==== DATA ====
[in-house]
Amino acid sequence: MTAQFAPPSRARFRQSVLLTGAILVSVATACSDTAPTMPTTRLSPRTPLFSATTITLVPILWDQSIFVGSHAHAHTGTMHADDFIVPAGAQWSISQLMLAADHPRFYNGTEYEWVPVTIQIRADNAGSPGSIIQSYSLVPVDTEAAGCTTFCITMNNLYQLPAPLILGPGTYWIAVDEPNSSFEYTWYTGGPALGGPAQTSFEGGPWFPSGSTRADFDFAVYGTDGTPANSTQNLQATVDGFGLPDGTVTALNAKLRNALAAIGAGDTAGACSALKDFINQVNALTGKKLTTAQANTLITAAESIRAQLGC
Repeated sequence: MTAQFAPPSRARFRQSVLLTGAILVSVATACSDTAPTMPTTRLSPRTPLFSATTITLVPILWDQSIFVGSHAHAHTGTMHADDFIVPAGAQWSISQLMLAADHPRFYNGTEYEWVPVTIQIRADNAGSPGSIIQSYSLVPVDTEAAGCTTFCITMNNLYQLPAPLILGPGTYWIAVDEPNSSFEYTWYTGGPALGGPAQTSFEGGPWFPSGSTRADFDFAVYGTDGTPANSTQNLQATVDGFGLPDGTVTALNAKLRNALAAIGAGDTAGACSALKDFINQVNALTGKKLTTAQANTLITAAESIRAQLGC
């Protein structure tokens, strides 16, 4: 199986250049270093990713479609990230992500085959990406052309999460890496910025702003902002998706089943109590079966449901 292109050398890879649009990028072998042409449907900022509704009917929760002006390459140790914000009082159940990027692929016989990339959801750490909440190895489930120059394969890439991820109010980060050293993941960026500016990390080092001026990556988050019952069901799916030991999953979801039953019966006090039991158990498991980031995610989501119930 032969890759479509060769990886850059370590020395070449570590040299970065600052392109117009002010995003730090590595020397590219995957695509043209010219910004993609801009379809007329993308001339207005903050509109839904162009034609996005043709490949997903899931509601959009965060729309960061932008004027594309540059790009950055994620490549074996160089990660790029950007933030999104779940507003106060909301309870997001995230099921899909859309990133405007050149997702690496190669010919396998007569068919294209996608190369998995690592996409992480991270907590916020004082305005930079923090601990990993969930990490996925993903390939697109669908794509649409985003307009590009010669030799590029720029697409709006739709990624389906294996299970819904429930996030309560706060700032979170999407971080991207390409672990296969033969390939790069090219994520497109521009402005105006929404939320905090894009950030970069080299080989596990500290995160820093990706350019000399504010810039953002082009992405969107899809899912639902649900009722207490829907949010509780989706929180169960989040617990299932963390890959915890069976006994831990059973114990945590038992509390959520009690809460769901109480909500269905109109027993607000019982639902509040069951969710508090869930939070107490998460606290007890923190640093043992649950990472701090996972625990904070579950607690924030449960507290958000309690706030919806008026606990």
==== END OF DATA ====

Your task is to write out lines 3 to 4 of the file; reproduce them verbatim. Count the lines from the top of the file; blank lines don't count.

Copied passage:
Repeated sequence: MTAQFAPPSRARFRQSVLLTGAILVSVATACSDTAPTMPTTRLSPRTPLFSATTITLVPILWDQSIFVGSHAHAHTGTMHADDFIVPAGAQWSISQLMLAADHPRFYNGTEYEWVPVTIQIRADNAGSPGSIIQSYSLVPVDTEAAGCTTFCITMNNLYQLPAPLILGPGTYWIAVDEPNSSFEYTWYTGGPALGGPAQTSFEGGPWFPSGSTRADFDFAVYGTDGTPANSTQNLQATVDGFGLPDGTVTALNAKLRNALAAIGAGDTAGACSALKDFINQVNALTGKKLTTAQANTLITAAESIRAQLGC
């Protein structure tokens, strides 16, 4: 199986250049270093990713479609990230992500085959990406052309999460890496910025702003902002998706089943109590079966449901 292109050398890879649009990028072998042409449907900022509704009917929760002006390459140790914000009082159940990027692929016989990339959801750490909440190895489930120059394969890439991820109010980060050293993941960026500016990390080092001026990556988050019952069901799916030991999953979801039953019966006090039991158990498991980031995610989501119930 032969890759479509060769990886850059370590020395070449570590040299970065600052392109117009002010995003730090590595020397590219995957695509043209010219910004993609801009379809007329993308001339207005903050509109839904162009034609996005043709490949997903899931509601959009965060729309960061932008004027594309540059790009950055994620490549074996160089990660790029950007933030999104779940507003106060909301309870997001995230099921899909859309990133405007050149997702690496190669010919396998007569068919294209996608190369998995690592996409992480991270907590916020004082305005930079923090601990990993969930990490996925993903390939697109669908794509649409985003307009590009010669030799590029720029697409709006739709990624389906294996299970819904429930996030309560706060700032979170999407971080991207390409672990296969033969390939790069090219994520497109521009402005105006929404939320905090894009950030970069080299080989596990500290995160820093990706350019000399504010810039953002082009992405969107899809899912639902649900009722207490829907949010509780989706929180169960989040617990299932963390890959915890069976006994831990059973114990945590038992509390959520009690809460769901109480909500269905109109027993607000019982639902509040069951969710508090869930939070107490998460606290007890923190640093043992649950990472701090996972625990904070579950607690924030449960507290958000309690706030919806008026606990």